I work for Wannops LLP . I give my free time available to helping other on the forum and would be happy to try and assist informally where needed. Any posts I make on LegalBeagles are for information and discussion purposes only and shouldn't be seen as legal advice. Any advice I provide is without liability.

    If you need to contact me please email me on Ptilley@wannops.com . My firms initial advice is always free.

    I have been involved in leading consumer credit and data protection cases including Harrison v Link Financial Limited (High Court), Grace v Blackhorse (Court of Appeal) and also Kotecha v Phoenix Recoveries (Court of Appeal) along with a number of other reported cases and often blog about all things consumer law orientated.

    You can also follow my blog on consumer credit here.

    Comment


    • #3
      Originally posted by pt2537 View Post

      Hi there,

      It would be helpful to know a little more about the case. Contempt of court can lead to custodial sentences being handed out, so its very very serious. Id say that much depends on the wording of the order that has been breached, for example if the Court ordered someone to file a directions questionnaire and they didnt, i doubt they would end up in prison, although they would have disobeyed a court order all the same, equally if the Court ordered a sum of money to be paid and they didnt, again the Court isnt sending them to prison anytime soon.

      It may be the judge is steering you to legal advice because you may need to make a formal application etc to the Court, but we cannot know for sure with the limited info above
      Hi
      The order made was that a former partner made available my dog which she took when she left for a neighbour to collect so I could have time with my dog but on the first 2 occasions this was due she wasn't home so couldn't be collected though within an hour of the last time she was walking my dog past my home as if to rub my nose in the fact.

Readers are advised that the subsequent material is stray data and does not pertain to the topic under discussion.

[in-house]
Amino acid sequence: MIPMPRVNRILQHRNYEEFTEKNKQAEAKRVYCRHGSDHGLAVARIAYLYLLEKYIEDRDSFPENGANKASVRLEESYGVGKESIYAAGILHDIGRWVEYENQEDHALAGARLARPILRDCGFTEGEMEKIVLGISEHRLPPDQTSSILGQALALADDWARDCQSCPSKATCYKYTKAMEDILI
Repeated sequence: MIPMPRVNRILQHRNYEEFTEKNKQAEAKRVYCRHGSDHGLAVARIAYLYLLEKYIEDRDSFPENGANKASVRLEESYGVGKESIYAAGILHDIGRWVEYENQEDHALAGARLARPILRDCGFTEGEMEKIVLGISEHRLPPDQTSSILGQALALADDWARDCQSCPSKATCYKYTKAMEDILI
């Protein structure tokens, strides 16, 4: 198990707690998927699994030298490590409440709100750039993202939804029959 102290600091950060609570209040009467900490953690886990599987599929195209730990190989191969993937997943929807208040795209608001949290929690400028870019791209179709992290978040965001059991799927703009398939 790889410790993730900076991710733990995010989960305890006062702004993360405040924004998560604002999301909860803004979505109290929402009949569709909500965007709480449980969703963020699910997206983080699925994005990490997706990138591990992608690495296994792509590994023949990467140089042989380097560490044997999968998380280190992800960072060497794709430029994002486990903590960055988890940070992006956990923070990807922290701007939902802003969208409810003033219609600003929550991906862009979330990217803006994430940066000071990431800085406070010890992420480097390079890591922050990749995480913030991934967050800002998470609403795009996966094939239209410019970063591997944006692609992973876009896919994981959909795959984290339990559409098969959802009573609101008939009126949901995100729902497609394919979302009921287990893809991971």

I should point out that I have tried to be reasonable about the dog, she was given to me by My Daughter but as we had lived with us together for 3 years I wanted to share ownership and time with the dog and initially a mediated agreement was reached after I took the matter to court however over the next year my ex partner kept breaking this so I was forced to go back to court and obtain a court order however this has also been breached by my ex refusing to comply with the order of the court.
      The court at the first hearing acknowledged that a Dog is a chattel so shouldn't have been removed nor should she have been taken as she was a gift to me but acknowledged my initial point that she was like our Child and chose to make a contact order and we agreed to mediation to arrange the details of this but clearly my Ex has absolutely no regard for the court and it's orders has as been shown by the ignoring this latest court order.
      I have tried writing to the court to advise of the breaches but all they tell me to do is seek legal advice.
      Thanks

      Comment


      • #4
        Id have thought an application to the Court to enforce the order would be the right way forward
        I work for Wannops LLP . I give my free time available to helping other on the forum and would be happy to try and assist informally where needed. Any posts I make on LegalBeagles are for information and discussion purposes only and shouldn't be seen as legal advice. Any advice I provide is without liability.

        If you need to contact me please email me on Ptilley@wannops.com . My firms initial advice is always free.

        I have been involved in leading consumer credit and data protection cases including Harrison v Link Financial Limited (High Court), Grace v Blackhorse (Court of Appeal) and also Kotecha v Phoenix Recoveries (Court of Appeal) along with a number of other reported cases and often blog about all things consumer law orientated.

        You can also follow my blog on consumer credit here.

        Comment


        • #5
          Originally posted by pt2537 View Post
          Id have thought an application to the Court to enforce the order would be the right way forward